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June 2, 1914: Crush a can, save a cat

Posted by: Ben Welter under Minnesota History Updated: June 2, 2014 - 6:54 PM
 
Long before sea turtles were becoming entangled in six-pack rings, Twin Cities cats were getting their heads lodged in empty tin cans. From the Minneapolis Tribune:
 
  What cat could resist this 1915-era can, with its nautical theme and the inevitable association with seafood? Image courtesy of mnhs.org
 
 
 
 

Ordinance Demanded to
Keep Cats from Poking
Heads into Tin Cans

 
When the Minneapolis Humane society meet at 11 a.m. today, it may consider the request of Mrs. William Talmadge of St. Paul, who has asked W.W. Bradley, secretary, to lay before the members the need she sees for an ordinance providing that all tin cans, on being emptied, be flattened, in order to make it impossible for wandering and curious-minded cats to insert their heads.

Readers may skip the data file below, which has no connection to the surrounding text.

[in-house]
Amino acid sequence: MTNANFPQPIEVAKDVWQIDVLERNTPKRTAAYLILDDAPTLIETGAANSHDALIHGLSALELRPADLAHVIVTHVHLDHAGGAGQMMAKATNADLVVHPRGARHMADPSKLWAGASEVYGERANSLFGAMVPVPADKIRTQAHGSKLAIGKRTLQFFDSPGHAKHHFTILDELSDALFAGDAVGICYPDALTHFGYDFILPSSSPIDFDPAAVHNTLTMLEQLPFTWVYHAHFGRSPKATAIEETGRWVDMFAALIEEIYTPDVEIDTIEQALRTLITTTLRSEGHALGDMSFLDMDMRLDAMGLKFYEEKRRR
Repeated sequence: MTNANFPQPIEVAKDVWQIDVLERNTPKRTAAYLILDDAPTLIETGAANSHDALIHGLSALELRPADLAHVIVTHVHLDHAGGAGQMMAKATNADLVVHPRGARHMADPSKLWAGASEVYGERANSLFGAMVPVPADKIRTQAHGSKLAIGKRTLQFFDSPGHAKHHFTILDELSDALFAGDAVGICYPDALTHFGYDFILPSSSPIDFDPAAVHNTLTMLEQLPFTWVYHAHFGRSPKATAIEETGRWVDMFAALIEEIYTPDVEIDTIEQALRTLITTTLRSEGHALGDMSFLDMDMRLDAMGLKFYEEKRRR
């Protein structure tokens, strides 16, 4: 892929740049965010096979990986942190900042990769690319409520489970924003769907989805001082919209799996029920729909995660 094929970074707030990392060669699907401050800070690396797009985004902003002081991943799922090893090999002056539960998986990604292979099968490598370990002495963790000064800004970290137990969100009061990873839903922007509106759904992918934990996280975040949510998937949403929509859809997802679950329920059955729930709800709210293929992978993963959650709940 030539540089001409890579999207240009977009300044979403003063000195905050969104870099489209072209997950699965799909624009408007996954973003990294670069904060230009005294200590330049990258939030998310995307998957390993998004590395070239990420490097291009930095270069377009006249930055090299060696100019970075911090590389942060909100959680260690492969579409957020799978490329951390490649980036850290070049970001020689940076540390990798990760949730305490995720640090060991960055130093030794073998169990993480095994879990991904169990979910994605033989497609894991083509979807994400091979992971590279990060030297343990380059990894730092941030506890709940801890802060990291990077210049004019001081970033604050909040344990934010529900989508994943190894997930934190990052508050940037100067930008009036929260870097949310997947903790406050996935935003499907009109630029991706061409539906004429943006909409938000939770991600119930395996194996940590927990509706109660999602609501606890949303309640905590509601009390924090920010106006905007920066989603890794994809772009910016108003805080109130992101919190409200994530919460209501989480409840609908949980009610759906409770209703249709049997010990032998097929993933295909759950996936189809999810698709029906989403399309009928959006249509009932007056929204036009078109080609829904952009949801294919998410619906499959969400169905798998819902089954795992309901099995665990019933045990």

Mrs. Talmadge’s compassion was aroused by the plight of her own pet cat, which got its head in a can and lost one of its nine lives.
 
It is possible that some inventor will come forward with a non-refillable tin can, and thus obviate the canning [of] the cats.
 
 
 
 
 
 
1905 Furness and cat
Another St. Paul woman of the period, Laura Furness, had a weakness for cats. The Minnesota Historical Society's online collection has more than 100 photos of Furness, granddaughter of Minnesota's second governor, Alexander Ramsey. Several of the photos, including this one taken at the Ramsey House in 1905, show her embracing a cat. (Image courtesy of mnhs.org)

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